What Makes a Good Subtitle (and how long should it be?)


By Susan Kendrick

Write To Your Market, Inc.

(NOTE: We got a call from a doctor in Los Angeles who found this post and called us for emergency help with her subtitle. She and her agent had been working on her title and subtitle for months, but then realized they had left out significant key words. The challenge was how to include them without making the subtitle too long. She found this post (on our original blog) by searching "book subtitle tips," and we're glad she did. We did an on-the-spot consultation that resulted in a subtitle she is now taking to publishers as part of her book proposal.)

We all agree that a great title is important for any book and willingly give it the attention it deserves. For many, however, the subtitle is often an afterthought, something quickly thrown together before moving onto back cover marketing copy and book cover design. Please don'tdo this to your book. Your subtitle is not just some front-cover formatting slot to fill. It is a critical piece of marketing real estate for creating your brand and selling your book.

The book title, Courageous Parents Confident Kids, was already in place by Dr. Amy Tiemann when she came to us for help with her subtitle and back cover copy. (She had already successfully published her first book using this same process with us.) What we developed for her this time is an example of how a longer title--or a title with longer words--often benefits from a short subtitle. This subtitle also has a tagline, sing-song quality that both clarifies the title and is highly memorable at the same time. In other words, it is an example of an ideal subtitle that along with the title creates a complete and compelling message. See more examples and subtitle tips below.

First, the Role of Your Subtitle

There are many important things your subtitle can do for your book:

__ Identify and draw in your target audience

__ Quickly differentiate your book in a crowded market

__ Clarify a major benefits of your book

__ Add definition to a provocative but possibly obscure title, like those in Malcolm Gladwell's

     bestselling series, which includes Blink, The Tipping Point, and Outliers.


Long or Short--Is There a Rule?

We get asked this a lot: "How long should my subtitle be?" The answer is--it depends. There are no hard and fast rules. Say what you need to say. Simply do it in as few words as possible to keep your ideas crisp, authoritative, and memorable. An example of a long subtitle is Rich Like Them: My Door-to-Door Search for the Secrets of Wealth in America's Richest Neighborhoods. That's a lot of words, and some long ones, but they work hard together to say what this book is about in a personal, refreshing way. While longer subtitles are the exception rather than the rule, it's helpful to see how they can work when handled skillfully.

Part of Tim Ferriss's successful book series brand, The 4-Hour Work Week, has a subtitle that contains a generous nine words and consists of three different elements. But, every word serves a specific purpose and also includes elements that help establish Ferriss's 4-Hour Work Week brand. Your subtitle can do the same for your book or book series.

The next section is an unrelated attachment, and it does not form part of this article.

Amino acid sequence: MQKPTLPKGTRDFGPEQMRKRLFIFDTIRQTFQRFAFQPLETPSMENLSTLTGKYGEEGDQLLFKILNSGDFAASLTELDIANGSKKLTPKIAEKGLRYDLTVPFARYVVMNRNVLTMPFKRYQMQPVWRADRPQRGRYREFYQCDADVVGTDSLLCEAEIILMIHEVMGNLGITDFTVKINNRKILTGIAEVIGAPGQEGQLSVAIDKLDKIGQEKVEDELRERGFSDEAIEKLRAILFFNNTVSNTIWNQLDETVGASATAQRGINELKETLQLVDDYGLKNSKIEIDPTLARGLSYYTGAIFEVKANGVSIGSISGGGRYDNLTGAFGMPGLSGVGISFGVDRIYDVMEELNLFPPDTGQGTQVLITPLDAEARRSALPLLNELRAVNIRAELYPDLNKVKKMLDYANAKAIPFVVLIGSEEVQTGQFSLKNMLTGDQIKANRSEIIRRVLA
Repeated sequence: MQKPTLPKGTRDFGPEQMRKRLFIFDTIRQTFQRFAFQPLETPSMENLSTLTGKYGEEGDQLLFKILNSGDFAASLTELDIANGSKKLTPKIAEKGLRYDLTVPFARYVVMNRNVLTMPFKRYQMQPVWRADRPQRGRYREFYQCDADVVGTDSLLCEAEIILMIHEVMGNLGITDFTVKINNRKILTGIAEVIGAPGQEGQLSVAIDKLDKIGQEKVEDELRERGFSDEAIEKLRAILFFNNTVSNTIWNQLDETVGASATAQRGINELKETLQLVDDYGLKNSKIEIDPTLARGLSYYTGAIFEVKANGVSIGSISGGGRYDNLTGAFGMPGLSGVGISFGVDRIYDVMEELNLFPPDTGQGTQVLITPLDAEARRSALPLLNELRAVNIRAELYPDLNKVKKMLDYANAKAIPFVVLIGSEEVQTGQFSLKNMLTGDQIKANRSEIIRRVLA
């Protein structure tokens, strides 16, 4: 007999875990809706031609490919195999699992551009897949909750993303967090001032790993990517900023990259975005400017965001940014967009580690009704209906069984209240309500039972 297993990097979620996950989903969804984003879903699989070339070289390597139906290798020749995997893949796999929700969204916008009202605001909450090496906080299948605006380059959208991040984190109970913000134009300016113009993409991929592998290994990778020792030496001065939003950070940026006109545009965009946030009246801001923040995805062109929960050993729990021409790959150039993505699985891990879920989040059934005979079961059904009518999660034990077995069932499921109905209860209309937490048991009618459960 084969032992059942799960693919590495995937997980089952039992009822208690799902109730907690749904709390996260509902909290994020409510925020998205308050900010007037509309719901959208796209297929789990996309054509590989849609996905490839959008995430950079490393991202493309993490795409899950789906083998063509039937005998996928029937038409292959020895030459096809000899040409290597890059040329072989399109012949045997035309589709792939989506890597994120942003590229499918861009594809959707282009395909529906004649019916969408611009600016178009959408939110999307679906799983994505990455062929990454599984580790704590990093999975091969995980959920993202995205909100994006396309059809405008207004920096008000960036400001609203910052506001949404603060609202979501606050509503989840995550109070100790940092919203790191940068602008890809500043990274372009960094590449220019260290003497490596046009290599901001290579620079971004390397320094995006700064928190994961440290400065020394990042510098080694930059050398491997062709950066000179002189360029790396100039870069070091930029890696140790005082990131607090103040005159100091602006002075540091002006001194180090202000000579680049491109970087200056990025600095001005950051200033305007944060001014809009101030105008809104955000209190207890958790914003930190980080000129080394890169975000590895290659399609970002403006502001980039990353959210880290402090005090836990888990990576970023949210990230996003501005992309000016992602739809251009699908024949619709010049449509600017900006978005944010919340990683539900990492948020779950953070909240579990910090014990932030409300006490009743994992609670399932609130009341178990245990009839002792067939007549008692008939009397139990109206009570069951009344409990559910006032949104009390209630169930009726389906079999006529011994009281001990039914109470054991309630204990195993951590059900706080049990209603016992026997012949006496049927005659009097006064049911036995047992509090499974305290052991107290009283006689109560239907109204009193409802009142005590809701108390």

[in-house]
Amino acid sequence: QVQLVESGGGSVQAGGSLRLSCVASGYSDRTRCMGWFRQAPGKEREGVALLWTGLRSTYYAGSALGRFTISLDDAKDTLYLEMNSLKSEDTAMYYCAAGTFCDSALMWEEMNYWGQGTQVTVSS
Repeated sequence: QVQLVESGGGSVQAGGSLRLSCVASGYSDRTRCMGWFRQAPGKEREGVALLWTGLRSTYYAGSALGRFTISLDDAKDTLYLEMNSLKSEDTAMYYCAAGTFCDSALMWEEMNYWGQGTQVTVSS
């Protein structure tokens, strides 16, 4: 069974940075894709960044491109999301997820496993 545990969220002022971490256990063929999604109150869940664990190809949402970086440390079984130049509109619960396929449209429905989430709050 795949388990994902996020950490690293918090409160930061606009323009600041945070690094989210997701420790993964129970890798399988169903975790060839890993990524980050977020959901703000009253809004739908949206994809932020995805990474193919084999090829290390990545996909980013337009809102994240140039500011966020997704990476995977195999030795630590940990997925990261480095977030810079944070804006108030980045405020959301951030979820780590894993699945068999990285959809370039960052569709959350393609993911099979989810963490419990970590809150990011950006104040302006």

This brings up a related point: If you are planning--or even considering the possibility--that your book will become a series, bring this to the title and subtitle discussion as well. You can build elements into the first subtitle that help you establish that series brand should you choose to add more books later. Additional books can address specific parts of your message or apply your expertise to related topics and therefore help you reach out to new markets.


Depending on your book, your message, and your target audience, a range of subtitle lengths will serve your book well. The following book subtitle tips will help you think about your subtitle as a way to attract readers, potential clients, your industry, and the media to what you have to offer, without tangling them up in excess words or jargon.

Again, these are general tips. Creating the right subtitle for your book can break all the rules if done for the right reasons!


Here are some tips to help you think about and recognize what will work for your book:

__If your title is long, keep the subtitle short. And, if your title is short, you have

     more flexibility with the length of the subtitle.

__ Do not repeat in the subtitle words that you have already used in the title.

     If your subtitle repeats words in the title, it looks like you have already run out of

     things to say--not a good signal to send.

__Practice economy of language. Four-letter words work just as well as 12-letter

     words. And, often the same thing can be said just as well if not better in seven words

     than 14.

__ Consider your target audience. This may go without saying, but books on investing,

     entrepreneurship, and leadership, for example, will all have a different feel as will books

     about improving your medical practice, or nurturing teens, or caring for elderly parents.

If you would like help with your book title and/or subtitle, or if you are simply ready for some feedback on your ideas, get in touch with us. Call us at 715-634-4120 or email info@writetoyourmarket.com.